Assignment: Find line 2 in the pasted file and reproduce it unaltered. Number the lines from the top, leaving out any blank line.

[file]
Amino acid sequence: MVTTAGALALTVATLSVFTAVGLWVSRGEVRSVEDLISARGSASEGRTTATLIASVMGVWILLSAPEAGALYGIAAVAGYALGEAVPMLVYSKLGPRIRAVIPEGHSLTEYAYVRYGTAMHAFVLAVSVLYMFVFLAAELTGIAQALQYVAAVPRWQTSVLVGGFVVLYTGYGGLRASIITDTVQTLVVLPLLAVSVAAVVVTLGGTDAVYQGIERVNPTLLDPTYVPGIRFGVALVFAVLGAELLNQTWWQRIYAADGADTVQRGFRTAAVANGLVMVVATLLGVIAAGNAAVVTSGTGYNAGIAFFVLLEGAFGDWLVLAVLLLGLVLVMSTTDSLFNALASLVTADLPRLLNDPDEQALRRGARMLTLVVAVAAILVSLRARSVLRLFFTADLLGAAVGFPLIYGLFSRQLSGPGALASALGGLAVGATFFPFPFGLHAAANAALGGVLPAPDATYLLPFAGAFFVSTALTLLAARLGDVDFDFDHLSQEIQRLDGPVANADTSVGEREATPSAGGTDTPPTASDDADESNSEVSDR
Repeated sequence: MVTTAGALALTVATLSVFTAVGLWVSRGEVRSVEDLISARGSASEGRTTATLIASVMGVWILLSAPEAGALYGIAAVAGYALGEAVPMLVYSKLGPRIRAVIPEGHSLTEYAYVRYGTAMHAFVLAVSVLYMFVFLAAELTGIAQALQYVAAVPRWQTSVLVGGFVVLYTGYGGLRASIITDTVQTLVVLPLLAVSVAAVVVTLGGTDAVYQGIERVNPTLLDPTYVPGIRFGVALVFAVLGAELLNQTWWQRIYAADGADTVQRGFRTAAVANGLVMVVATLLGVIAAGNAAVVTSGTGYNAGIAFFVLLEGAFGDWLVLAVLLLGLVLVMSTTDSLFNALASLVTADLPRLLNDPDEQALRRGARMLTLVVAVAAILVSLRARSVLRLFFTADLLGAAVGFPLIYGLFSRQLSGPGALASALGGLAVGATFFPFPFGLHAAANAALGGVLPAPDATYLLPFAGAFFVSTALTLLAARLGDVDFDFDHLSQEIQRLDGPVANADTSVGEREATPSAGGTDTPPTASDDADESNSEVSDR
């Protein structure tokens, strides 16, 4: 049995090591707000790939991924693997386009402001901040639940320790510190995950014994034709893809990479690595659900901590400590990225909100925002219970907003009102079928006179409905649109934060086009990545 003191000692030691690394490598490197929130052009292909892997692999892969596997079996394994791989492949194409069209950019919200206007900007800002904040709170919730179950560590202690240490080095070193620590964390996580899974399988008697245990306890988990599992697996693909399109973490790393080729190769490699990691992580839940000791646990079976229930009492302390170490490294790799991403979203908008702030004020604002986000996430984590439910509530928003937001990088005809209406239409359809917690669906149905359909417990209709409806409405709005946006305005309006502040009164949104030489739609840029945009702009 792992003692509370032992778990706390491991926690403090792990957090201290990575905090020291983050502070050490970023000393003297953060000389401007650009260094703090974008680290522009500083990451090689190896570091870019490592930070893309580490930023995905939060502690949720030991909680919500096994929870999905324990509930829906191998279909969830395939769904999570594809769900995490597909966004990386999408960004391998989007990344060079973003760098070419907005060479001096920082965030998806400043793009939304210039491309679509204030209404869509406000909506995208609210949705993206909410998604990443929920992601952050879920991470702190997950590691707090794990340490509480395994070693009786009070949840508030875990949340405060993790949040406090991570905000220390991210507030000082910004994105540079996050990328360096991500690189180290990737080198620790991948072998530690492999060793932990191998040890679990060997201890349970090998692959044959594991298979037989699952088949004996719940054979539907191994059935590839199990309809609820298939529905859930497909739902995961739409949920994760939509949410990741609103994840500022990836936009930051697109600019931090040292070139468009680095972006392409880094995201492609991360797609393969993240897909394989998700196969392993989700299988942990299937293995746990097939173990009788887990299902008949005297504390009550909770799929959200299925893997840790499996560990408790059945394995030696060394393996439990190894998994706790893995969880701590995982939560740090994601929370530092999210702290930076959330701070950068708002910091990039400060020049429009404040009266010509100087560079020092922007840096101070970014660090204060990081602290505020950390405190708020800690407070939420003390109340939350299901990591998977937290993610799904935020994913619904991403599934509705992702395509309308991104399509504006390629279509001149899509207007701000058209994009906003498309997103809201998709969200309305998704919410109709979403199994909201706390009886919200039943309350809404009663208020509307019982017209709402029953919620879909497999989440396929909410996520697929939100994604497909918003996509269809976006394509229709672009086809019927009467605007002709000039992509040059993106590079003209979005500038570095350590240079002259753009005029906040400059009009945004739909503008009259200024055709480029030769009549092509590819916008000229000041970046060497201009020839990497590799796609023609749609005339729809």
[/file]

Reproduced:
Repeated sequence: MVTTAGALALTVATLSVFTAVGLWVSRGEVRSVEDLISARGSASEGRTTATLIASVMGVWILLSAPEAGALYGIAAVAGYALGEAVPMLVYSKLGPRIRAVIPEGHSLTEYAYVRYGTAMHAFVLAVSVLYMFVFLAAELTGIAQALQYVAAVPRWQTSVLVGGFVVLYTGYGGLRASIITDTVQTLVVLPLLAVSVAAVVVTLGGTDAVYQGIERVNPTLLDPTYVPGIRFGVALVFAVLGAELLNQTWWQRIYAADGADTVQRGFRTAAVANGLVMVVATLLGVIAAGNAAVVTSGTGYNAGIAFFVLLEGAFGDWLVLAVLLLGLVLVMSTTDSLFNALASLVTADLPRLLNDPDEQALRRGARMLTLVVAVAAILVSLRARSVLRLFFTADLLGAAVGFPLIYGLFSRQLSGPGALASALGGLAVGATFFPFPFGLHAAANAALGGVLPAPDATYLLPFAGAFFVSTALTLLAARLGDVDFDFDHLSQEIQRLDGPVANADTSVGEREATPSAGGTDTPPTASDDADESNSEVSDR